A Midsummer TempestPoul Anderson
fantasy, alternate history
Mythopoeic Fantasy Award 1975. World Fantasy Award nominee 1975, Nebula Award nominee 1975.
What if Shakespeare were a historian and his world a mortal one of men and elves?
Somewhere, spinning through another universe is a history almost like ours except for the result of a revolution or two and the earlier incidence of a few inventions. A prince called Hamlet has lived in Denmark, and the English woods are full of Pucks, Titanias, and Oberons. Cromwell is at the throat of King Charles, but locomotives rage through the verdant countryside and observation balloons tower over battle lines.
Rupert, prince of the Rhine and defender of the crown, has been captured by the Roundheads, and an eviscerated Royalist force is chased to Glastonbury Tor, the site of legendary Avalon, the Court of Arthur. But Rupert has escaped, sent on a magic quest for the fairy kingdom that chooses to make its stand in England against forces of industrial revolution. If his aims succeed, Rupert can save both the land for its spirits and the king for his crown.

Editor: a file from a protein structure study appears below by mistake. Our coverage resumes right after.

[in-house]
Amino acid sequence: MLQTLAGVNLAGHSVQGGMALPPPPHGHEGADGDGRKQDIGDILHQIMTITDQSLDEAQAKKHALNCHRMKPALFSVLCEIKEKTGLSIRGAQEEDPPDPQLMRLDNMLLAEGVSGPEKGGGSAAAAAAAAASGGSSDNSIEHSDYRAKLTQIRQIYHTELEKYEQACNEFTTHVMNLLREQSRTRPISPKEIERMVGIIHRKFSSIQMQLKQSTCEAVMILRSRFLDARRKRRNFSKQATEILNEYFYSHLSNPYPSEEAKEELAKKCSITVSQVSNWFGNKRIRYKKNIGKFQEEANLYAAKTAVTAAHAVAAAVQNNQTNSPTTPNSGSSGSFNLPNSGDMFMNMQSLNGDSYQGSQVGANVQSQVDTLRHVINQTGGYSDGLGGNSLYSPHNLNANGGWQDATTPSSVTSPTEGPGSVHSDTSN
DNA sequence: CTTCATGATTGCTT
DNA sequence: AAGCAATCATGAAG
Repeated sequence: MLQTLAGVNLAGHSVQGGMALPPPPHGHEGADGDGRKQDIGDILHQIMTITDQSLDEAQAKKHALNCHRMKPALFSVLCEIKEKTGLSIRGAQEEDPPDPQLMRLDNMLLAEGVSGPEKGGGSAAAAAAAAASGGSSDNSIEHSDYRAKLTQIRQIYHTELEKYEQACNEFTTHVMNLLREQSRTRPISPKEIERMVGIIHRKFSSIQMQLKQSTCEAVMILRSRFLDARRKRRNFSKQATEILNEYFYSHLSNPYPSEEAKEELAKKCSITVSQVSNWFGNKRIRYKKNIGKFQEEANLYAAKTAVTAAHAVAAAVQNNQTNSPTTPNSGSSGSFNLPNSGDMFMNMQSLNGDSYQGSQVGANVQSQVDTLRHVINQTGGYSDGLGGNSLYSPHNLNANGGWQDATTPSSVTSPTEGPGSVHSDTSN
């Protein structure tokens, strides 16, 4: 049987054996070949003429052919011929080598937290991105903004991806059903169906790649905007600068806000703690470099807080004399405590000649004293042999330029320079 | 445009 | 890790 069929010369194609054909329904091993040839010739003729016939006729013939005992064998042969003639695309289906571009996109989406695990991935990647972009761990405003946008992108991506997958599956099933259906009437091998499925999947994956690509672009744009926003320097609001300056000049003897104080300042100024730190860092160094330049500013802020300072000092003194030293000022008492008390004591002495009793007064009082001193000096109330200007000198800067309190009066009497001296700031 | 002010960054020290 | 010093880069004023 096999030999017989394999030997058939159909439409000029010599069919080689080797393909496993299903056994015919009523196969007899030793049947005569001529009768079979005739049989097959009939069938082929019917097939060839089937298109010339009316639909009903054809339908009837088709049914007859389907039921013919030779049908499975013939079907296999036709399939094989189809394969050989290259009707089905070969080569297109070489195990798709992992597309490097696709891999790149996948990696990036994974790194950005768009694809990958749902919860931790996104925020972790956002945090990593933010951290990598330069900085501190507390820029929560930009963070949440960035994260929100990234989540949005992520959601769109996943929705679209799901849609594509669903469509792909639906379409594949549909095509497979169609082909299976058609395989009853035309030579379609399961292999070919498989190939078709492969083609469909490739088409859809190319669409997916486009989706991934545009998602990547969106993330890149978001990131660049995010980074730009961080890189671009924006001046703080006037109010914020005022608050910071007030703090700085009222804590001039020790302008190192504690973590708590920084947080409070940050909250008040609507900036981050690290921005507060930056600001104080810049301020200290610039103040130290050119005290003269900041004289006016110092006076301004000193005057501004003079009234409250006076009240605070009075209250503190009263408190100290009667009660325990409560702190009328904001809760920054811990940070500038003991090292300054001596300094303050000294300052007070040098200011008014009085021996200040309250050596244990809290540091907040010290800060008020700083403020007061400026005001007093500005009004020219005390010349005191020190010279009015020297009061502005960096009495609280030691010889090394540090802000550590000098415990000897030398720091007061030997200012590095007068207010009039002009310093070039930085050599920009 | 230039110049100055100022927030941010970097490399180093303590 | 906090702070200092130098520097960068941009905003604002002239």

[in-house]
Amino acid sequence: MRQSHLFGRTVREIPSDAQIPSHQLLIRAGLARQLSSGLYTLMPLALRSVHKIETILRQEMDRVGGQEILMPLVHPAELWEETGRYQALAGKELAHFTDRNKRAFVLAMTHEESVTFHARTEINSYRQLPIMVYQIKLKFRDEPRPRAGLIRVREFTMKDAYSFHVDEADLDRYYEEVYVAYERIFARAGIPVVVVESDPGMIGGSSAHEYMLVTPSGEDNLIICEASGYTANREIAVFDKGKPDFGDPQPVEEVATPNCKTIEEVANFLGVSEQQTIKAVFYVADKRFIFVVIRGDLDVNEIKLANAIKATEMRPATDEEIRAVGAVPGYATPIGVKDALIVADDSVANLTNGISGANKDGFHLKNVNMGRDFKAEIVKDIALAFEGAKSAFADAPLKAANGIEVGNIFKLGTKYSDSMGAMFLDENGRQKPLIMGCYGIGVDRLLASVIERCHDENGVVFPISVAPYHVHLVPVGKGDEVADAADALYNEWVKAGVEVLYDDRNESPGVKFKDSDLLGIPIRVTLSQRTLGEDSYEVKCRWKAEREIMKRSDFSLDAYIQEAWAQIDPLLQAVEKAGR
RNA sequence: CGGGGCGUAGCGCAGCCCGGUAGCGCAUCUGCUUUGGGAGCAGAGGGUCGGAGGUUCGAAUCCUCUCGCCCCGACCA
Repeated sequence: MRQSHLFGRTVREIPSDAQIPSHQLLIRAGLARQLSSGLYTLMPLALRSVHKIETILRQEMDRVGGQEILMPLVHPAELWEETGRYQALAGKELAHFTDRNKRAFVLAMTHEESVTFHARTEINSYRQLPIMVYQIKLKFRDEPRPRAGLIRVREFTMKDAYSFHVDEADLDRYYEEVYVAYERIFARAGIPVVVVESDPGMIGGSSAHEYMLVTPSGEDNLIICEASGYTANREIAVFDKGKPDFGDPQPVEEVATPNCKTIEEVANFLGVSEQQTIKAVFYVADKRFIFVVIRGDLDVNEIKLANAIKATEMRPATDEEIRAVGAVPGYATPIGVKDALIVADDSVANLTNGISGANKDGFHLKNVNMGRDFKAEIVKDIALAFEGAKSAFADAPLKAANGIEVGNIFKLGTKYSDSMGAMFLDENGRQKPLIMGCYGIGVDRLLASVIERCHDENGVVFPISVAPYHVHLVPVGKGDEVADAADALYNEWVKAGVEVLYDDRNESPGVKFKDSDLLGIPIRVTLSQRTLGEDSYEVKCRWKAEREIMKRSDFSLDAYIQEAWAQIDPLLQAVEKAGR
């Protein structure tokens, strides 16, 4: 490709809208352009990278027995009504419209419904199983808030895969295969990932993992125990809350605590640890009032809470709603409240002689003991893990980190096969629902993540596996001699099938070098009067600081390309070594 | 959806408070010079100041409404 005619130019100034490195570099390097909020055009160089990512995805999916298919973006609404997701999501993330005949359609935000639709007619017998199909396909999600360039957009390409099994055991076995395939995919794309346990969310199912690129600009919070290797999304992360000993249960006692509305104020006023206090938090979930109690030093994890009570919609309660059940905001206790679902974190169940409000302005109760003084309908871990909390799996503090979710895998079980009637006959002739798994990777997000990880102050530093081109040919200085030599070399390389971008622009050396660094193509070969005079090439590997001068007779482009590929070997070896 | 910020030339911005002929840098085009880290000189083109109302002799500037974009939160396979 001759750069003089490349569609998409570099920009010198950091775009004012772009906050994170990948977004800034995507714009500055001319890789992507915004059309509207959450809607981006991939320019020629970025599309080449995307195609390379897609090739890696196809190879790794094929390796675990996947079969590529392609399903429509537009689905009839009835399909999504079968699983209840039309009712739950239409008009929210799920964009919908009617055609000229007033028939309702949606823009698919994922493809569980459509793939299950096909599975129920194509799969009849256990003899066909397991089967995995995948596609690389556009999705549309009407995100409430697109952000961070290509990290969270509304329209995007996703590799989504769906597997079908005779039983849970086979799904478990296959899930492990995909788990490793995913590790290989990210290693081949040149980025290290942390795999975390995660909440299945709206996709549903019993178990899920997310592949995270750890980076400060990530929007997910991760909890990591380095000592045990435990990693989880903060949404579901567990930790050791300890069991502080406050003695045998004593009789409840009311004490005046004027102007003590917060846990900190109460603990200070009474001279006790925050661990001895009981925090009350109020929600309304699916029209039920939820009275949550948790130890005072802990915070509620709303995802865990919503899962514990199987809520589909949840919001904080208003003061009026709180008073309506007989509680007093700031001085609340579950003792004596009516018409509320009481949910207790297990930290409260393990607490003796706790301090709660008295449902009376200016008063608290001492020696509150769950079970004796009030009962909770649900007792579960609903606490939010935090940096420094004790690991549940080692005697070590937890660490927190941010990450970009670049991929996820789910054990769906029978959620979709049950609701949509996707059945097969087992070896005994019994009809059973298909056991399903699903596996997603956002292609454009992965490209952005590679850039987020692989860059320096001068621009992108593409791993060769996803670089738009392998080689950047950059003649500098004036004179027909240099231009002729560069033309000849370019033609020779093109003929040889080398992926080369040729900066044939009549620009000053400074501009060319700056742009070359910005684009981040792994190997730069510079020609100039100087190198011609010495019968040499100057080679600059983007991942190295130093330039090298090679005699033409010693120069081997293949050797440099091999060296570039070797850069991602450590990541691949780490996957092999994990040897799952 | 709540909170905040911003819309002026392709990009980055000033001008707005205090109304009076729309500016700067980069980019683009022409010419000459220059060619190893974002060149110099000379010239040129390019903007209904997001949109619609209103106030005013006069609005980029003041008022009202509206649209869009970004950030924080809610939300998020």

Poul Anderson brings back heft and haleness to an age that used its language well and its halberd even better. Cavalier and Puritan come full-bodied and lively out of his rich imagination, and science fiction takes an unexpected ride into the past.
Poul Anderson (1926–2001) was born in Pennsylvania of Scandinavian stock. He started publishing science fiction in 1947 and became one the great figures in the genre, serving as President of the Science Fiction Writers of America, winning many Hugo and Nebula awards, and also winning the Gandalf (Grand Master) Award.